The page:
Five Habits of a Highly Professional Home Reno Contractor

Shoddy workmanship. AWOL contractors. Sub-par construction materials. Improper insulation. Mould. Sewage leaks. Everyone has heard the horror stories of home renovations gone wrong.

According to Guy Solomon, president of Penguin Basements and a spokesperson for national renovation source RenoMark™, it doesn’t have to be that way. In addition to dispensing renovation advice and solutions at the National Home Show in Toronto (March 10-19), Mr. Solomon will deliver a seminar entitled 5 steps to a successful renovation. “Every homeowner deserves to know what their project will cost and entail and to have insight into how the nature of the renovation will impact the value of their home. A successful renovation starts well before construction begins,” he says.

Advising on lifestyle, financial and logistical factors to consider when contemplating a reno, Mr. Solomon also offers an informed perspective on what consumers should look for in a successful contractor:

A  business licence, liability insurance and WSIB insurance.  All professional renovators should carry these qualifications, especially now that cities and municipalities are in the process of requiring renovators to be licensed.

A written contract. A true renovation professional will provide a proper contract that spells out project scope (and a process for authorizing and communicating any amendments), defines roles and reporting structure, specifies construction materials and provides a complete timeline, clear payment schedule, and a detailed explanation of what’s under warranty and for how long. “Without a contract, you’ll have no legal recourse if the work is substandard,” warns Mr. Solomon.

An understanding of required permits and a willingness to help you acquire them.  A professional contractor will be up-to-date on provincial building codes and the municipal requirements of your area. They should be ready to work with you on creating and submitting a detailed application that includes a set of plans, drawings and other documents.

An affiliation with a professional homebuilder’s organization. While neighbours and friends can be an excellent source of recommendations, cross-referencing the names of prospective contractors and renovators with an industry association like BILD (which offers a searchable database of members) is an additional  indicator of professionalism and ethical conduct.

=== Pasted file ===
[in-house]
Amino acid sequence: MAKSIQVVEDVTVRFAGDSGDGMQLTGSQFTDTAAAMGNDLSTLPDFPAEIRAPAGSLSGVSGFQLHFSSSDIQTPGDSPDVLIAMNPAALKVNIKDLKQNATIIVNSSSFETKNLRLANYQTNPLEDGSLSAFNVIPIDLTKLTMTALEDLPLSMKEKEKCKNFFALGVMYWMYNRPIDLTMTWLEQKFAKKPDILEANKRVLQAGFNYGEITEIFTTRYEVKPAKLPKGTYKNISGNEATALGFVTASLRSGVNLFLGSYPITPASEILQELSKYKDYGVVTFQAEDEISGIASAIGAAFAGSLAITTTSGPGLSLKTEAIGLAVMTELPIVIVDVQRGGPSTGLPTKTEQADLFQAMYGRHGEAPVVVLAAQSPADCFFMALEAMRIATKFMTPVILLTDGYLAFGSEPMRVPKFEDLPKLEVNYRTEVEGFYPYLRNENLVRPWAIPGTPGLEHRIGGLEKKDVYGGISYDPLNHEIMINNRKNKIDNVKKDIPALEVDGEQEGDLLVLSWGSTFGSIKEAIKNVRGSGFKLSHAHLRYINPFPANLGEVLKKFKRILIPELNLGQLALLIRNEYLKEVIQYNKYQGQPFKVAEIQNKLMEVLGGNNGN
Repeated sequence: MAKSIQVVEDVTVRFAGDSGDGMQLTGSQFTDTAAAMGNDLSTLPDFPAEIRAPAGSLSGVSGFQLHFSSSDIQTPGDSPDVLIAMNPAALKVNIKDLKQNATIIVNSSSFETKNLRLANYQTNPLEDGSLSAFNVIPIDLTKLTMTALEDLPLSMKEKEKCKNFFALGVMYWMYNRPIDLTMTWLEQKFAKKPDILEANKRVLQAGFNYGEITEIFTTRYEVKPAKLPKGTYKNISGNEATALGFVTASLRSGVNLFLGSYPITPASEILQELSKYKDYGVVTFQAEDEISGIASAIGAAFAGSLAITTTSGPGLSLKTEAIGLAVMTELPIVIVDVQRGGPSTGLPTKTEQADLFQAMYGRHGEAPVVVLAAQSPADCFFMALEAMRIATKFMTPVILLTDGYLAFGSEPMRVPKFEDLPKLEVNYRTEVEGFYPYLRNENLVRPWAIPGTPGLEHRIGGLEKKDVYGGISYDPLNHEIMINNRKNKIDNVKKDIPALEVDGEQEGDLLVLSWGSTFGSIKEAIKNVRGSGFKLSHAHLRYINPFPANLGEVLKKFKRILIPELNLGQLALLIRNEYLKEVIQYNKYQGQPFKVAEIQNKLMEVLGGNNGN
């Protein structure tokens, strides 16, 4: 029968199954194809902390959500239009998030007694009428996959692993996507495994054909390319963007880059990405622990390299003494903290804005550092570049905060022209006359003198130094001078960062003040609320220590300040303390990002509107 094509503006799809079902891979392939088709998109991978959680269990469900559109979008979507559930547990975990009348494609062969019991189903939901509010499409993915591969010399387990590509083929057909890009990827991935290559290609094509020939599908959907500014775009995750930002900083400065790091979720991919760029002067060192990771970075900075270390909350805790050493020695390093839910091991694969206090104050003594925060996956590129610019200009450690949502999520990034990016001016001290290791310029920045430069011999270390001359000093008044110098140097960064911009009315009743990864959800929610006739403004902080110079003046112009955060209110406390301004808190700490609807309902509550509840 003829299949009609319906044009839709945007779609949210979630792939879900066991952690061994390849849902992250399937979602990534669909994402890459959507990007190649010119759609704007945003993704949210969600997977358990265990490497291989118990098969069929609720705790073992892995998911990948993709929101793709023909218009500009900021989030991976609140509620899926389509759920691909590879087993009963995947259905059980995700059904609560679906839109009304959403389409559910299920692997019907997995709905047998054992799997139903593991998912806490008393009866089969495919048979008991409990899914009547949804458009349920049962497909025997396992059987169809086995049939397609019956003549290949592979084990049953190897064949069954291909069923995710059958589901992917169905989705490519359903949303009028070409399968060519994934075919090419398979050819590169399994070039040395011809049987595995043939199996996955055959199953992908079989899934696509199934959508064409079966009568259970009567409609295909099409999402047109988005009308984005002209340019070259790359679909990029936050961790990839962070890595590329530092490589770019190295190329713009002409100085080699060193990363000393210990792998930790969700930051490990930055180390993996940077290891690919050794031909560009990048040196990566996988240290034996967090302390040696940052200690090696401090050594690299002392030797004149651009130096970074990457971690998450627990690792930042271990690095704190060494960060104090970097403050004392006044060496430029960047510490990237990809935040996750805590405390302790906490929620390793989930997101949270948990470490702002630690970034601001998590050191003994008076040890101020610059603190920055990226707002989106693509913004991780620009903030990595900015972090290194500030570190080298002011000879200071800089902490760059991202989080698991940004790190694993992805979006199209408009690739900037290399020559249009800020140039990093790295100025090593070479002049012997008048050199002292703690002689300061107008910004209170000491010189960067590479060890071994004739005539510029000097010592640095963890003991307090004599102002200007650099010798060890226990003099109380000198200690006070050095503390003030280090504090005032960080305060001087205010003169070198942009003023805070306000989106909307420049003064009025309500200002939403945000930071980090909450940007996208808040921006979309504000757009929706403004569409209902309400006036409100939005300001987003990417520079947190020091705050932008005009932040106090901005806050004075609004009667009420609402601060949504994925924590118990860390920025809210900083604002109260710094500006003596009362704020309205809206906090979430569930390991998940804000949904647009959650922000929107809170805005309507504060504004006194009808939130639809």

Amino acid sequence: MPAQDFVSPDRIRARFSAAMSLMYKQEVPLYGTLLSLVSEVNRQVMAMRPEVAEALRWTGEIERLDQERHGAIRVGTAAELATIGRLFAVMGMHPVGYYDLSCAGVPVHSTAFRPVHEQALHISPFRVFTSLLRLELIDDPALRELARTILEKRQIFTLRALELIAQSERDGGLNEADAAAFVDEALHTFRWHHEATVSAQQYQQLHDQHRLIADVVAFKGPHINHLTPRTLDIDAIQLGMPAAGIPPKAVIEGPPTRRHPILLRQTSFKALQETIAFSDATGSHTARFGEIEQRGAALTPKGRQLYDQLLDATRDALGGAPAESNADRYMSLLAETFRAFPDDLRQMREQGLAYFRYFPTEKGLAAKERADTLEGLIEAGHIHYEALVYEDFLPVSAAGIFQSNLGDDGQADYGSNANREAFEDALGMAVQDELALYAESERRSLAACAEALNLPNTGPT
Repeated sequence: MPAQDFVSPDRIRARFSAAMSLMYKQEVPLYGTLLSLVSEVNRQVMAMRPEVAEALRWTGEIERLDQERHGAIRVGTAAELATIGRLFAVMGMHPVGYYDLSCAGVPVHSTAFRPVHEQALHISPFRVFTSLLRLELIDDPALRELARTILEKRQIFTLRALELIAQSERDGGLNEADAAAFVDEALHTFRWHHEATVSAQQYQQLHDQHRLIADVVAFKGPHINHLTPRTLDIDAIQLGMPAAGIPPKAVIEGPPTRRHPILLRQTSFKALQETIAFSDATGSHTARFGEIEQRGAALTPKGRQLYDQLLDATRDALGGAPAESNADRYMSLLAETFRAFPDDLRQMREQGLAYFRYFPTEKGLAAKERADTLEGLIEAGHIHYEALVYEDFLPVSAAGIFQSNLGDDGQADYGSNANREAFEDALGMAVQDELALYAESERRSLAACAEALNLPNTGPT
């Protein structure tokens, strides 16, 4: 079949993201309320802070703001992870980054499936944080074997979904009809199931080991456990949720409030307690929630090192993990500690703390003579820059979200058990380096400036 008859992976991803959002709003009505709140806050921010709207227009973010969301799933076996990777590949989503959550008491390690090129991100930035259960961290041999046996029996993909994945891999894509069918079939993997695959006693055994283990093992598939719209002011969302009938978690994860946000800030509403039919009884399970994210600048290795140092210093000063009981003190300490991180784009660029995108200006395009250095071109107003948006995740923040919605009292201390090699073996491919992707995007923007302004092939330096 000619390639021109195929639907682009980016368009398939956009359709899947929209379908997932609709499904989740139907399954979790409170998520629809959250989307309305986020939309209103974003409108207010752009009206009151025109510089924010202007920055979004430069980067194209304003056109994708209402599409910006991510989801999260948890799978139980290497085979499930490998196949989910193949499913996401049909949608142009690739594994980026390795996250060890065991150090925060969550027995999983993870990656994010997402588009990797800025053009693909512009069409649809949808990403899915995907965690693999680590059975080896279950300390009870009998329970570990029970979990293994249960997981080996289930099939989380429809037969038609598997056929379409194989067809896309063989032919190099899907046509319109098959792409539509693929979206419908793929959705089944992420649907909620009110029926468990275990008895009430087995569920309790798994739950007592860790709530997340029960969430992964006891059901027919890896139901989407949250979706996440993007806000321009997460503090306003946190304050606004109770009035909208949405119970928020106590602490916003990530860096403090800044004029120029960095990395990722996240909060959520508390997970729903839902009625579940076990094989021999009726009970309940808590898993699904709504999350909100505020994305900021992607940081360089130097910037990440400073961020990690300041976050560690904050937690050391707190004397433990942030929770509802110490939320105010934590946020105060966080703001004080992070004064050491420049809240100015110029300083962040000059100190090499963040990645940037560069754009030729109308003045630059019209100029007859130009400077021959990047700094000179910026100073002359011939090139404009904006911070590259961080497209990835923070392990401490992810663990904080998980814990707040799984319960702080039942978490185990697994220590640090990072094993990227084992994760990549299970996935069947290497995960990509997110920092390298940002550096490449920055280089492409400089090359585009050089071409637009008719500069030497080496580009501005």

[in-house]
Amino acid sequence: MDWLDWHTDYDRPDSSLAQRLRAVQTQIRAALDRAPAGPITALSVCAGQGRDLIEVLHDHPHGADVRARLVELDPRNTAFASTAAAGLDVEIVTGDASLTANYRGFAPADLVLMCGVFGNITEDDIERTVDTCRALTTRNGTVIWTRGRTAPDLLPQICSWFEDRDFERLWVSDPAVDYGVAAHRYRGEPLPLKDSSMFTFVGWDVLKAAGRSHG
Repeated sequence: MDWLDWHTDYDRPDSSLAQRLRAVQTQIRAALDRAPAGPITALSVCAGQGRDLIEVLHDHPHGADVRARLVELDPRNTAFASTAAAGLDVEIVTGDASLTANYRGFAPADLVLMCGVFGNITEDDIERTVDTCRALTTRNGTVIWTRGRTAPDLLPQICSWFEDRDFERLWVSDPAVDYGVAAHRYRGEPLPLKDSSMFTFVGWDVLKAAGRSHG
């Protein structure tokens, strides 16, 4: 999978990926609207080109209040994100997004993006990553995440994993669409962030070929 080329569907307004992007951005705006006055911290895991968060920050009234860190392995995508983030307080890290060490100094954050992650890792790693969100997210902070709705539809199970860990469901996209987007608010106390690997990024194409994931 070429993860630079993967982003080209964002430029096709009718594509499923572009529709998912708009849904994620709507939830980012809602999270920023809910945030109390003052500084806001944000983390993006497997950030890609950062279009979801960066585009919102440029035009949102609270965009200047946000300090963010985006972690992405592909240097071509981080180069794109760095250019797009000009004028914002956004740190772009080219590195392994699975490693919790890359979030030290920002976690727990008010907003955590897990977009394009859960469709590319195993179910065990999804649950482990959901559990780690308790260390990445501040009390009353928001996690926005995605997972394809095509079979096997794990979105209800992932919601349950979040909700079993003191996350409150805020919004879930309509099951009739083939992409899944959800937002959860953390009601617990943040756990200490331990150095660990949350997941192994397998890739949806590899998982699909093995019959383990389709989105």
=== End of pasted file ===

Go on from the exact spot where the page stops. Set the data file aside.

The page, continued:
Experience with projects similar to yours. Always ask for (and check!) references. Reluctance or refusal to provide at least two referrals may be a sign you’re not working with a professional. And no homeowner deserves that.

Guy Solomon speaks at the National Home Show on Tuesday March 14 @ 12pm. Visit Guy and Penguin Basements at Booth 4420.

About Penguin Basements
Penguin Basements is Canada’s leading basement renovation contractor and creator of The Second Suite Solution, a wealth-building strategy designed to help homeowners unlock the value beneath their feet and turn their basement into income.

www.basementscanada.com
@penguinbasement

SOURCE Penguin Basements

#eyesfwdbc – Distracted Driving Month in B.C.

#eyesfwdbc – Distracted Driving Month in B.C.

Hey you! Yeah, YOU, put the phone down and pay attention to where you’re driving! In 2015 police wrote over 44,000 traffic tickets for distracted driving violations in B.C. ICBC tells us that about 30% of crashes in B.C. involve driving while distracted. Recent changes to the distracted driving legislation saw fines change from $196 to $348 + $175 from 4 penalty points yet look around you in traffic and see how many drivers you can find with an electronic device in hand.

The last time that ICBC commissioned a poll on distracted driving almost everyone agreed that texting while driving was dangerous, but 40% of drivers with cell phones had used it while driving in the preceding six months.

There is no good time to drive while using an electronic device, but this month could be even more risky for those who can’t leave the phone alone. A press release from ICBC this week advises that:

ICBC, police and volunteers have worked together to plan more enforcement deployments across the province with over 70 police enforcement events and over 50 Cell Watch deployments with volunteers roadside this month. The aim is to give drivers the clear message that if they drive while distracted, they’re even more likely to be caught.

So, if we know that this is not a good idea, why do some of us do it? Perhaps we could ask the same question of impaired drivers, speeders or those who don’t stop at stop signs. I suspect that it’s a combination of putting one’s perceived needs ahead of everyone else, our rationalization that we’re good drivers so we can do this safely or we don’t think that there is much chance of being caught.